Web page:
Just because you can post photos online that you’ve taken with your phone doesn’t mean you should (no matter how fabulous that Instagram filter makes your backyard look). Your photos will be competing with professional ones, and it’s almost guaranteed that yours won’t look as good. In fact, amateur photos usually look “horrendous,” says Jarvis.
“Hiring a professional photographer will provide the best photos, videos, floor plans, etc., which buyers expect to see,” says Korman. Proper staging and decluttering is also part of the process.
3. They can’t (or won’t) make the time commitment
When people want to buy a home, they expect someone to respond to their inquiries and show the home when they want to see it. But many FSBO sellers show the home only when it’s convenient for them.
“Buyers want instant gratification and expect info when they want it,” says Korman. If you can’t communicate with buyers or show your home in a timely manner, expect the buyers to move on.
4. They don’t qualify buyers
You know the saying “If you have to ask how much it costs, you can’t afford it”? People often look at expensive products, including houses, all the time, even when they can’t afford them.
To weed out these unrealistic buyers, real estate agents get buyers’ financials to determine whether they’re creditworthy. But that doesn’t always happen with FSBO sellers. Plus, “Most buyers are [reluctant] to share their financial information directly with sellers, but they will work in concert with agents and their lender to validate their qualifications,” says Brian Koss, executive vice president of Mortgage Network.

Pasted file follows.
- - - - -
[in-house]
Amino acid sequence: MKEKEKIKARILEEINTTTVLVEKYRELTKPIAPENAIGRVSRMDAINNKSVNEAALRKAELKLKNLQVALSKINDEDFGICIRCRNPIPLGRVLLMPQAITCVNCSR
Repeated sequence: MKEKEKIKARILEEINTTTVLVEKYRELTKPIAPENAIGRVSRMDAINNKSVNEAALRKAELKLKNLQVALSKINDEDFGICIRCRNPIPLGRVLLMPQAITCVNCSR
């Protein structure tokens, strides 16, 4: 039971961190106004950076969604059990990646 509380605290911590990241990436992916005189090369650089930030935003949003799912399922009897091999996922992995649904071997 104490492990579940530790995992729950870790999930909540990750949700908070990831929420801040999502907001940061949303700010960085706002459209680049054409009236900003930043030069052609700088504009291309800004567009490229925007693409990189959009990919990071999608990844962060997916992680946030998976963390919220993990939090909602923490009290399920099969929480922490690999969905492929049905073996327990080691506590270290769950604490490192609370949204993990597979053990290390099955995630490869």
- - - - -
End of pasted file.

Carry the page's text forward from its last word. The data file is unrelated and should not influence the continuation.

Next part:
5. They’re emotionally involved
When selling a home, it’s a good idea to bring out your inner Spock by using logic instead of emotion. Otherwise, you might not take a strong first (and possibly best) offer from fear of making a bad deal.
Your connection with the home can also get in the way. “Sellers think of their property as their home, not just another house on the market. They have an emotional attachment to it, and when they try to sell, the facts get lost in the emotion,” says Koss.
6. They’re bad at showings
You might know every nook and cranny of your home, and you might have given tours to guests. But that doesn’t mean you know how to show a house to prospective buyers. Some people, for example, don’t want to be led around. They want to look on their own and ask questions later.